Talk:FamilySearch Indexing: US, New York—Passenger Lists, 1925–1942, Part A, Project Updates
Here is the link to downlaod a pdf with answers to all the questions for this project: "https://www.familysearch.org/learn/wiki/en/images/8/8d/Passenger_How_To.pdf"
It happens to be on the Part A page linked below, but it addresses all parts, as far as I can tell:"https://www.familysearch.org/learn/wiki/en/FamilySearch_Indexing:_US,_New_York—"
The pdf is opened when you click on the sentence 'How to index passenger lists' located just under the tabbed header that says this in the above page.
Note: there is a second form being used that does not fit the directions given. It does not collect the nationality of non-americans. I suggest you mark the field as blank in this case.
Removed my original post because after it got escalated they removed the conflicting link. All List of US Citizen images are now type what you see. <a href="User:Aprilrobertson">April Robertson - Owner of Indexer's Point of View</a> 20:17, 16 September 2012 (UTC)
But if the "If Native" field is blank, and the "If Naturalized" field contains court information on the naturalization, then the place of birth field should be blank, rather than United States; this indicates that the passenger is not a native of the U.S.
-- I agree. This would be combining the two rules where if nothing in the column then it would be blanked. <a href="User:Aprilrobertson">April Robertson - Owner of Indexer's Point of View</a> 00:18, 17 September 2012 (UTC)
There is a column heading on the manifests that states "Nationality (country of which citizen or subject)". I take this to mean if a person is naturalized then that person should be considered a citizen of the United States.
-- if it states United States then index that. otherwise type what you see there.
Passengers that didn't sail --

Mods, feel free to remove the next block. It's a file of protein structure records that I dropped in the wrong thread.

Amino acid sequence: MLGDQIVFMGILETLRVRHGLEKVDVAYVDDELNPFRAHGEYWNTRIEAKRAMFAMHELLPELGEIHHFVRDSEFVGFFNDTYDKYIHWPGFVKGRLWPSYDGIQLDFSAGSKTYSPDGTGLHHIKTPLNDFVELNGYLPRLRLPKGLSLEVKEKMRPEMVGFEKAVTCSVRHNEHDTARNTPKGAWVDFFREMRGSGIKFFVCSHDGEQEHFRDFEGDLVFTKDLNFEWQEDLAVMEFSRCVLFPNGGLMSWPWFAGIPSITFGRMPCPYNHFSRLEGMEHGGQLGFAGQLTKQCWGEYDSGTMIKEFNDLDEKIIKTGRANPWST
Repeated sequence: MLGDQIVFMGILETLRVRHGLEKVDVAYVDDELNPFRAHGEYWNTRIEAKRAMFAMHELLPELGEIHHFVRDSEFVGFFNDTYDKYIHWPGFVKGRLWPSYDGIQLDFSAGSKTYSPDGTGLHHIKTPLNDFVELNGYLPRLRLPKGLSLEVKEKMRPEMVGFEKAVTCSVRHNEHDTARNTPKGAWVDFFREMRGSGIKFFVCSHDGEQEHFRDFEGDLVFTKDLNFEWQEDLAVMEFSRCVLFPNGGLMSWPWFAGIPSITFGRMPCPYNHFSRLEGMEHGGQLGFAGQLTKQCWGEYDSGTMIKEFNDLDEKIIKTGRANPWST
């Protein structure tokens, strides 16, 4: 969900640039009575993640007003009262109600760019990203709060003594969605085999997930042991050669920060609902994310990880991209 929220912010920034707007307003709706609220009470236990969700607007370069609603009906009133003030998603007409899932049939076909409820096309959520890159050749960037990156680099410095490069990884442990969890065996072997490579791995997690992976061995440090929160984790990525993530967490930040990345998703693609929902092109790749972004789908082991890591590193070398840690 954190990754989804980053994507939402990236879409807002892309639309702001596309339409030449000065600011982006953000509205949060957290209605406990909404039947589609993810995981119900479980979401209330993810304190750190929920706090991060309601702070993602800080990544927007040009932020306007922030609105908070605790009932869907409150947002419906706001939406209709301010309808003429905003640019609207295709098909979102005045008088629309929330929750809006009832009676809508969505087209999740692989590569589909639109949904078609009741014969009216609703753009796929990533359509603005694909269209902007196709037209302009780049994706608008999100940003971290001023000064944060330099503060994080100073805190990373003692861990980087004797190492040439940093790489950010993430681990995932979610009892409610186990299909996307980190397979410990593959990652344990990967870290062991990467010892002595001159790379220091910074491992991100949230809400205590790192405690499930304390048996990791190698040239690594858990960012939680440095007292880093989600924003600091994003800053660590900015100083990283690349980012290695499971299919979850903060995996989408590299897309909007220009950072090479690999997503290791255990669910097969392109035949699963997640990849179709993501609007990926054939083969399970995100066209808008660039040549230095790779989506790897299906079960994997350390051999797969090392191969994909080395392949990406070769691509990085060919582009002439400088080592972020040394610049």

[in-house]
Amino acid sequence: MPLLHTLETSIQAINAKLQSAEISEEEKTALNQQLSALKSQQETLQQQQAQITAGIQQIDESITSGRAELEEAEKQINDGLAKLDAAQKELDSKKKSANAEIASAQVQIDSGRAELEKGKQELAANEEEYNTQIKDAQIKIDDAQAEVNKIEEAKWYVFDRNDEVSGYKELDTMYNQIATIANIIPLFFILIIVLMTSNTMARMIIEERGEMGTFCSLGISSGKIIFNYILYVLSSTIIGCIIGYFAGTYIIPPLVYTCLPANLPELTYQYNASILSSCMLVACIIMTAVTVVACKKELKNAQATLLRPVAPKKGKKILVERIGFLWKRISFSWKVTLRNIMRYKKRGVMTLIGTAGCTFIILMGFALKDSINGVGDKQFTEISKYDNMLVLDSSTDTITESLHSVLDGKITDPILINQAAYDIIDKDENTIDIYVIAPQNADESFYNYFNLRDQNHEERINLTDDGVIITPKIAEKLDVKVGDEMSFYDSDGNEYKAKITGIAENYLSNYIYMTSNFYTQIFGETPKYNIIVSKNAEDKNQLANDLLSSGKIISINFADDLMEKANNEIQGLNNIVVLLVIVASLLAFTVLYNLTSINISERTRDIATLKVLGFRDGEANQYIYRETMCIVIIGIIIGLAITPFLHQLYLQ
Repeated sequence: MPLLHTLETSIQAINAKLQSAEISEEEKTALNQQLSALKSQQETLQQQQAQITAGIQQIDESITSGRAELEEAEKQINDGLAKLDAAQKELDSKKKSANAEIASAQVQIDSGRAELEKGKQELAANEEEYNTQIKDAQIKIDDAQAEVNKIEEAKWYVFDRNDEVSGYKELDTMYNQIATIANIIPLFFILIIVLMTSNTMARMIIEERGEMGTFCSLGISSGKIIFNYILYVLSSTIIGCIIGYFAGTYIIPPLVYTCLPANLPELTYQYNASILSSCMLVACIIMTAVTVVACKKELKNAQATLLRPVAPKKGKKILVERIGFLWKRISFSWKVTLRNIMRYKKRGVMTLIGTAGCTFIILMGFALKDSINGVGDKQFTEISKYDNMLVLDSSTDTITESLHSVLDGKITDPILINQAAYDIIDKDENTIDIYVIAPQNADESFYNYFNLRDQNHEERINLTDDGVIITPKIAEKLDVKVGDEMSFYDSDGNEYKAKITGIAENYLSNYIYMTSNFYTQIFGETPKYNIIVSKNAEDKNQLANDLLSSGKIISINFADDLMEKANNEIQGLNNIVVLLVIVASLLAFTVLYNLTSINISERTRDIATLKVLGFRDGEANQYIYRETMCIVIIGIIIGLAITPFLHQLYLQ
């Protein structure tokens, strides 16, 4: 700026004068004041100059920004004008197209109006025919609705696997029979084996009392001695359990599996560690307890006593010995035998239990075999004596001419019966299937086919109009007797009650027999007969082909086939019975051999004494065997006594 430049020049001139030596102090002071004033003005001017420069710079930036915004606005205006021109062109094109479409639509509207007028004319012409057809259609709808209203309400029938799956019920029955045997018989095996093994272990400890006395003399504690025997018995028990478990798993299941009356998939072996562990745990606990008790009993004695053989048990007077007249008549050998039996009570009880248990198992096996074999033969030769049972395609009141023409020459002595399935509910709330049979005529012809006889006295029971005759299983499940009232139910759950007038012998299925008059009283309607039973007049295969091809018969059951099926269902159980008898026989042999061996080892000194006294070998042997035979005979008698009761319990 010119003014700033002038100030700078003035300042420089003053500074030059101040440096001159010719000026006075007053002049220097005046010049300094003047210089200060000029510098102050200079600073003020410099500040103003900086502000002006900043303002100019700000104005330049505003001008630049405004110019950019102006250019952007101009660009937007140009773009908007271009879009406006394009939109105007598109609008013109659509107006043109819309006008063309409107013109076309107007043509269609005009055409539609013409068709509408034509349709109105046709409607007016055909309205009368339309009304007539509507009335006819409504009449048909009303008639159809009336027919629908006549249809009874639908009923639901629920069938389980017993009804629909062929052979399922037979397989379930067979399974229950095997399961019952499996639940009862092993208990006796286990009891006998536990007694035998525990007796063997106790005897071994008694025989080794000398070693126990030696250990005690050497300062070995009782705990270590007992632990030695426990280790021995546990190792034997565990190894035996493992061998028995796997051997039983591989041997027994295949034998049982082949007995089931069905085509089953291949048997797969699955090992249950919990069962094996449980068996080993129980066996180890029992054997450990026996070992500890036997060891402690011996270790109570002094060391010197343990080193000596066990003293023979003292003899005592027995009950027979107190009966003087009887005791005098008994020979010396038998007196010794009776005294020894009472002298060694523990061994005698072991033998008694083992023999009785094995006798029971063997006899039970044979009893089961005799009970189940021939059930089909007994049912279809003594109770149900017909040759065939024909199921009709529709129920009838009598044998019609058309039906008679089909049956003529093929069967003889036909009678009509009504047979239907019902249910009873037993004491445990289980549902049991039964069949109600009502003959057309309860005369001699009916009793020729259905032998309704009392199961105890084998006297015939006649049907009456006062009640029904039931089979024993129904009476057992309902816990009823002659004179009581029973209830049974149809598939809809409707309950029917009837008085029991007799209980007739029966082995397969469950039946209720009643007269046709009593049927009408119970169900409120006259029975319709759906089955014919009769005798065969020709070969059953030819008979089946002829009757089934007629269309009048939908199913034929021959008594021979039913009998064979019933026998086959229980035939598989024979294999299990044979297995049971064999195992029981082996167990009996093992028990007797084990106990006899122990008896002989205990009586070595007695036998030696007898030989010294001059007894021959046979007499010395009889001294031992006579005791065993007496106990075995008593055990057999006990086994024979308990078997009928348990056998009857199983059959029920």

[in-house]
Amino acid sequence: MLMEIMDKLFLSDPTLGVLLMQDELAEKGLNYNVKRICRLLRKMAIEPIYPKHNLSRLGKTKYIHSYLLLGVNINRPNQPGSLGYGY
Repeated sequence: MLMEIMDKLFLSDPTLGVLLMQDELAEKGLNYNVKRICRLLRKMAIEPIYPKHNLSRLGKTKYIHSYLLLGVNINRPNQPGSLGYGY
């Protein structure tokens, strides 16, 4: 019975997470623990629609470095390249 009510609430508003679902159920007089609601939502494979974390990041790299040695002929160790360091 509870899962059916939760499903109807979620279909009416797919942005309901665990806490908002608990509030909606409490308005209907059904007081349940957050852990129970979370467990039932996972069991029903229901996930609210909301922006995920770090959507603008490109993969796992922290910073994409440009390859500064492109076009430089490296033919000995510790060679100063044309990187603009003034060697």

Passengers that didn't sail generally have their names crossed out, and in most cases, there is a statement to the effect that those listed on lines such-and-such did not sail.
"Index the crossed out information and passengers who didn't sail. This ensures that no information is left out of the final product. The final decision will be made by the researcher." (Family Search Support CaseID:2775372) PJ Codella
State names - indexing and arbitrating
Should the indexer/arbitrator leave a space in state abreviations? "Our Basic Indexing Guildes-Place names says to index a state abbreviation such as N Y as NY. However if both indexers have indexed with a space, N Y, it is your choice whether you want to go to the work of changing it to NY" (FSS CN 2775384)
Should the indexer/arbitrator change case? "When a state such as Maryland is abbreviated as Md you do not capitalize the second letter. The abbreviations are to be indexed/arbitrated as they are written on the record."(FSS CN 2775384)
passenger lists project notes
There is no article showing to evaluate!
Trying to find the notes or special instructions for indexing New York passenger lists and nothing comes up.
Certainly Not very helpful.
Iowa County Marriages has nothing to do with this project.
line through name, handwriting over name, handwriting to the side of name
What do we do about these different scenarios? Sometimes I can read the name that has been written over. Sometimes the name that is written to the side is completely different than the typed name.
Sometimes a line is drawn through the name - is it still to be indexed or does that mean that the passenger didn't showed up for the voyage? (See note above - Passengers that didn't sail PJC)
There is new information for how to index nationality/birth country, but the date isn't updated, so how am I supposed to know that???? (only from a forum note from another user!!!)
Updates don't belong in PDFs
I really don't want to look through the whole slideshow every day, just in case the rules on naturalization have changed again. Why not just put a note on the update page? Or a note at the top of the field help for two weeks? Also, I tried to sign up for email notification of updates, but the link was broken.